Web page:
Granules of different medicines can be taken at the same time in the mouth. The medicine prescribed may vary depending on the patient, his or her profile, medical history and symptoms: two patients with the same illness may therefore be treated differently. However, the quantity of granules to be taken is the same regardless of weight or age, or whether the patient is a child or an adult. For paediatric use, dissolve the granules in a little water (glass, bottle) without heating.
Homeopathic treatments can be combined with conventional treatments. More and more often, they are combined in a complementary way (see Supra. the definition of integrative medicine).

What is special about the homeopathic approach?

This personalised approach is one of the foundations of homeopathy, recognising the uniqueness of each patient. In homeopathy, treatment is adapted not only to symptoms, but also to all individual characteristics, including emotional and psychological state, lifestyle habits and even personal reactions to different situations. This holistic approach makes it possible to develop a more targeted and tailored treatment, which is more effective.

Homeopathy also offers an alternative for those seeking less aggressive treatments or who cannot tolerate certain conventional medicines because of allergies or undesirable side-effects. This is particularly true in the treatment of children and the elderly, where the gentleness and tolerability of homeopathic remedies are particularly appreciated.

A holistic alternative

What’s more, the combined use of homeopathy and conventional medicine as part of integrative medicine offers a more holistic approach to health. This synergy can offer complementary solutions, for example, by using homeopathic treatments to manage the side effects of conventional medicines or to boost the patient’s immune system.

It is also important to stress the importance of the homeopathic doctor’s role in patient follow-up. Regular monitoring and adjustment of treatment is essential, especially in chronic cases where symptoms may evolve or change over time. The doctor must remain attentive to these variations in order to adjust the treatment accordingly, thus guaranteeing optimal care.

Finally, it is crucial to remember that the effectiveness of homeopathy, like any other form of treatment, depends on the accuracy of the diagnosis and the appropriateness of the remedy chosen. This requires in-depth expertise and understanding on the part of the practitioner, underlining the importance of ongoing training and updating knowledge in this constantly evolving field.

Did you know?

What’s the difference between 30CH and 9CH for granules (in tubes) or globules (in doses)?

It’s the number of dilutions made. For example, for a 9CH medicine, the starting solution (called the mother tincture) has been diluted and dynamised 9 times to the hundredth. The choice of dilution is
the choice of dilution is important: it depends on your particular situation, not your weight or age. Your doctor has carefully determined it in relation to the expected effect on your body.

Some key figures

  • 61% of general practitioners use homeopathic medicines (1)
  • 50% of cancer specialists are interested in the use of homeopathic medicines in supportive care (2)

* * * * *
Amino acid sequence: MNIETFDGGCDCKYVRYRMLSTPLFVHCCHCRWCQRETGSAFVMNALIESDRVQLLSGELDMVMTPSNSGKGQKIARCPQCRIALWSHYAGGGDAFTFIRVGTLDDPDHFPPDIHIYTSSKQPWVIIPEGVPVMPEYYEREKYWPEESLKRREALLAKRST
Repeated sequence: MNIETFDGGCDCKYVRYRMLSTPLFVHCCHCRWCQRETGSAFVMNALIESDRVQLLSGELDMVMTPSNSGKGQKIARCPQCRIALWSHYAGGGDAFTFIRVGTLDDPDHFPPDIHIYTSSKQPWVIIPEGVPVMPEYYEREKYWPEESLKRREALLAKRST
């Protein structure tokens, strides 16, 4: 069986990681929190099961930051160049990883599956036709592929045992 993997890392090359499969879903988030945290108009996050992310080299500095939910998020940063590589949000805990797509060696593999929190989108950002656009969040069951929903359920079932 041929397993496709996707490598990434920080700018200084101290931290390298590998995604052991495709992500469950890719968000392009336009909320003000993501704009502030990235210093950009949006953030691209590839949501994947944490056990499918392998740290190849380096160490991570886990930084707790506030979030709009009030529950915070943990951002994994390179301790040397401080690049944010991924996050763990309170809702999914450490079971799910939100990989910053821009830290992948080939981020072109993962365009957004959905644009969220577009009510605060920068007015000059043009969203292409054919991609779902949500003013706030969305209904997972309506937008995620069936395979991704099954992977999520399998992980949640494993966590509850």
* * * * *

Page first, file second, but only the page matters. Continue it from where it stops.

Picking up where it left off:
• 40% of veterinary clinics include homeopathic medicines in their practice (3)

The place of homeopathy in different cultures and societies

Homeopathy, recognised for its ability to blend with a variety of medical practices and cultural traditions, has crossed geographical boundaries to become established in a wide range of societies. Originally a European practice, it has been adopted and adapted by many cultures, each integrating it in its own unique way into its healthcare system.

In India, for example, homeopathy has become a major component of the healthcare system. Recognised by the government and integrated as part of the AYUSH initiative (Ayurveda, Yoga and Naturopathy, Unani, Siddha and Homeopathy), it benefits from a vast infrastructure with dedicated hospitals and training institutes. This integration demonstrates the flexibility of homeopathy, which is able to coexist with traditional medical systems such as Ayurveda.

In South America, countries such as Brazil and Argentina have also adopted homeopathy, often used in tandem with conventional medicine. In Brazil, homeopathy is recognised by the Ministry of Health and is used in the public health system, indicating significant acceptance and confidence in the practice.

In Europe, despite uneven acceptance, homeopathy remains popular in countries such as France, Germany and the UK. In Germany, the birthplace of homeopathy, it is deeply rooted in medical culture and is often used as a complement to conventional treatments. In France, despite recent debates about its reimbursement by the social security system, homeopathy still enjoys considerable popularity, and is used by a large segment of the population.

Adaptation and integration of homeopathic practice worldwide

The adaptation of homeopathy in various cultural contexts is testimony to its flexibility and universality. In many cases, it has been adapted to meet local needs, incorporating existing cultural beliefs and medicinal practices. This ability to adapt not only leads to greater acceptance of homeopathy, but also contributes to a deeper understanding of health and well-being in a specific cultural context.

The success of homeopathy on a global scale also depends on its ability to adapt to the regulatory standards and expectations of health systems in different countries. In some cases, this means collaborating with conventional medical practitioners and conducting joint research to better understand its effectiveness and application.

(1) Study carried out by IPSOS among 3032 self-employed GPs representative of the population surveyed. Survey conducted between 4 and 13 March 2019
(2) Study “Oncology, supportive care and homeopathy” carried out among 150 oncology professionals; (70 oncologists, 40 haematologists, 40 radiotherapists) by the A A institute from 24 June to 01 August 2014.
(3) https://www.veterinaire.fr/fileadmin/user_upload/documents/acceuil/atlas-demographique.pd In France, 8,000 veterinary clinics listed by the order.